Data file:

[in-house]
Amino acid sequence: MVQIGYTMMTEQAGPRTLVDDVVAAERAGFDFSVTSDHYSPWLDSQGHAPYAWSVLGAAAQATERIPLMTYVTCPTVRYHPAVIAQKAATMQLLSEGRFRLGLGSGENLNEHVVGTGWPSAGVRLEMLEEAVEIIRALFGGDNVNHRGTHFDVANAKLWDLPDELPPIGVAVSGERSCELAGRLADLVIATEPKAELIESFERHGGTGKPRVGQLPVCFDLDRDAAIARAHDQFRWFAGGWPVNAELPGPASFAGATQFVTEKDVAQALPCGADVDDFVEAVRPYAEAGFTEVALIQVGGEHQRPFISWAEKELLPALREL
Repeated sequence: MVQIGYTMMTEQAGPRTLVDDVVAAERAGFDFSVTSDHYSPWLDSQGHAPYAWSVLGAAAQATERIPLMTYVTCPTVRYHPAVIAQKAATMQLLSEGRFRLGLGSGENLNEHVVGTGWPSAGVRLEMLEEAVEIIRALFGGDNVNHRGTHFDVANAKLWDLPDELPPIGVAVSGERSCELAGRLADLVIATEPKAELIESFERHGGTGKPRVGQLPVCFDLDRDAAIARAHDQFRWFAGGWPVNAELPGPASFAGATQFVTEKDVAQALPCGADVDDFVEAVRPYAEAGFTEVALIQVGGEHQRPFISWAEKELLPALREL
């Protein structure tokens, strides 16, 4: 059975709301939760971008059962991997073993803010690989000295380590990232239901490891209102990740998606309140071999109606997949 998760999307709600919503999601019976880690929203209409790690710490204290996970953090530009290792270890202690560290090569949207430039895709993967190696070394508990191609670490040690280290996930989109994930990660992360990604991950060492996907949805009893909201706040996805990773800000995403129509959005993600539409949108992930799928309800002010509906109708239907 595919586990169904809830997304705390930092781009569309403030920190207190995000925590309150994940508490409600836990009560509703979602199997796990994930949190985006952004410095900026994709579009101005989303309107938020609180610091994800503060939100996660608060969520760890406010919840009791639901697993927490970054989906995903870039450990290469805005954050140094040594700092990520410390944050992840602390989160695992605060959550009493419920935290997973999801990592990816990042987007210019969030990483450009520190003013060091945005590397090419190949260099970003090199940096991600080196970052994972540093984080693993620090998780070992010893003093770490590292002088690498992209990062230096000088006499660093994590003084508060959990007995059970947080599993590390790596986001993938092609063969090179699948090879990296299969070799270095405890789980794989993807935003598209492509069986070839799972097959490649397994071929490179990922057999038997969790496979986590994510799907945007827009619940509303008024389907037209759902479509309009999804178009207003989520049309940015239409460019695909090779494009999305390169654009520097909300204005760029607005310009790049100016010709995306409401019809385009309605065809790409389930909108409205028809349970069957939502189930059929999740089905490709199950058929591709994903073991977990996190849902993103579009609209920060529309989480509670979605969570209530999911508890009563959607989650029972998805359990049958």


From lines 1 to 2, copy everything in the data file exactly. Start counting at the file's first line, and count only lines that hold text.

[in-house]
Amino acid sequence: MVQIGYTMMTEQAGPRTLVDDVVAAERAGFDFSVTSDHYSPWLDSQGHAPYAWSVLGAAAQATERIPLMTYVTCPTVRYHPAVIAQKAATMQLLSEGRFRLGLGSGENLNEHVVGTGWPSAGVRLEMLEEAVEIIRALFGGDNVNHRGTHFDVANAKLWDLPDELPPIGVAVSGERSCELAGRLADLVIATEPKAELIESFERHGGTGKPRVGQLPVCFDLDRDAAIARAHDQFRWFAGGWPVNAELPGPASFAGATQFVTEKDVAQALPCGADVDDFVEAVRPYAEAGFTEVALIQVGGEHQRPFISWAEKELLPALREL